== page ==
Oyster shells are a scientific treasure trove

April 18, 2011
Oyster with lemon: This size comparison shows a cross section of growth line patterns of a Miocene oyster from the Vienna region, Austria. Credit: Mathias Harzhauser

The breakdown of the seasonality pattern marked a period of dramatic climate change 16–12 million years ago. This is the finding of an analysis of fossil oyster shells from the area around Vienna. The growth in calcium carbonate, which these shells experience every year, means that they "store" information on climatic conditions in high temporal resolution. A project conducted by the Austrian Science Fund FWF has recently analysed this growth. The identified change in the annual seasonality pattern during that period is surprising, as scientists had only been aware of a major temperature decline to date.

Climate change is nothing new. Around 14 million years ago the global shifted once before. Understanding what happened back then can help interpret what’s going on with today’s climate. However, what exactly happened at that time? The lack of prehistoric climate records has led scientists to employ unusual methods to answer this question. Experts from Vienna’s Natural History Museum decided to take a particularly tough approach: .

Oysters in The Service of Science

Dr. Mathias Harzhauser, who conducted the project in conjunction with colleagues from the University of Graz, Austria and the Senckenberg Institute in Germany, explains: "The shells of oysters are continually growing. Their growth is affected by environmental conditions, such as temperature and the salt content of the water. With an understanding of the way these aspects interact, conclusions can be drawn about the climate based on this growth. And if the oyster shells are fossilised, this also holds true for long-gone eras."

That is exactly what the team did using findings extracted from fossil giant oysters from the area around Vienna. In the process, they came upon with something very surprising for the period of climate change that occurred in the Miocene epoch, about 14 million years ago: not only did the average temperature fall 3 degrees Celsius, but there was also a breakdown of the pattern that was typical at the time. Dr. Harzhauser has little difficulty explaining why this fact has gone unnoticed until now: "Prior to these findings, much of the prehistoric climate data was obtained from geological drill cores. These enable the differentiation between lengthy periods, but a temporal resolution showing month-by-month changes, as the growth rate of the oyster shells offers, cannot be achieved by this method. So the two methods complement each other perfectly."


The scientists analysed in detail the proportion of the oxygen isotope 18O to isotope 16O and the carbon isotope 12C to isotope 13C in the calcium carbonate of the oyster shells. These values reflect the isotope proportions present in the seawater of that era, which, in turn, depend on the temperature and salt content. The method is so precise that temperature variations of less than 1 degree Celsius can be measured. The team therefore succeeded in demonstrating that the seasonal temperature variations in the period under examination declined from 9 degrees Celsius to 5–8 degrees Celsius.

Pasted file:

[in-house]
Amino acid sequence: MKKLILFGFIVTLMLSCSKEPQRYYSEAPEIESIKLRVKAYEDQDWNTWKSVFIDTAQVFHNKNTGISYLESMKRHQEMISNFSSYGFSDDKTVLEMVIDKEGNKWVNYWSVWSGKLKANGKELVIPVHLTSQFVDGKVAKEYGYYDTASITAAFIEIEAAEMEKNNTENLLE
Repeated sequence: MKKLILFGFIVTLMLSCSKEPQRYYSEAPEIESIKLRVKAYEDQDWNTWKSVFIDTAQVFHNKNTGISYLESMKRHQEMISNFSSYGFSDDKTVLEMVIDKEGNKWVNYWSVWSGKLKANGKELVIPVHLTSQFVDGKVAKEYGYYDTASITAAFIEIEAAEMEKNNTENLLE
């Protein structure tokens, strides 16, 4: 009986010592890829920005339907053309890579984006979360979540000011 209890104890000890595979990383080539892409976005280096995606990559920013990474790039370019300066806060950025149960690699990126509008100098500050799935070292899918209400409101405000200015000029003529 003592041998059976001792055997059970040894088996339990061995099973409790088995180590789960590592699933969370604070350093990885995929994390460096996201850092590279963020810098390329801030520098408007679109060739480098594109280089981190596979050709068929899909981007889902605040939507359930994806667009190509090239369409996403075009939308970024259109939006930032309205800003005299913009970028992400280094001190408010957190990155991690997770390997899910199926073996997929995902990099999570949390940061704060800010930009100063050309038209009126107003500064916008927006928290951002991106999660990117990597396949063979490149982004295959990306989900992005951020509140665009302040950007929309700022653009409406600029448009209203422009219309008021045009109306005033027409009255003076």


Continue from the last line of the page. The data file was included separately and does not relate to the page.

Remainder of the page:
For their analysis work, the team had five giant oysters of the species Crassostrea gryphoides at their disposal. These oysters tended to live in areas where fairly large rivers joined the sea and where there was a particular abundance of nutrients, creating ideal living conditions for the oysters. Some of the oysters from the Miocene epoch lived for more than 30 years, during which time their shell grew to more than 80 cm in length. Unlike the shells of other molluscs, oyster shells consist of calcite, not aragonite. The two forms of calcium carbonate differ in that calcite is less reactive and undergoes fewer chemical changes over millions of years than aragonite. It therefore provides a perfect archive for the storage of climate data.

In Vienna in particular, palaeontologists are sitting on a treasure trove – a fossil oyster reef situated near Vienna (the Korneuburg Basin) is the world’s largest, containing more than 15,000 oysters. And although the biggest fossilised pearl has already been found there – Dr. Harzhauser believes that the genuine treasure can be found there with the help of basic research: an understanding of our climate, then and now.

Explore further: Could oysters be used to clean up Chesapeake Bay?

More information: M. Harzhauser, et al: Changing seasonality patterns in Central Europe from Miocene Climate Optimum to Miocene Climate Transition deduced from the Crassostrea isotope archive. Global and Planetary Change, doi:10.1016/j.gloplacha.2010.12.003

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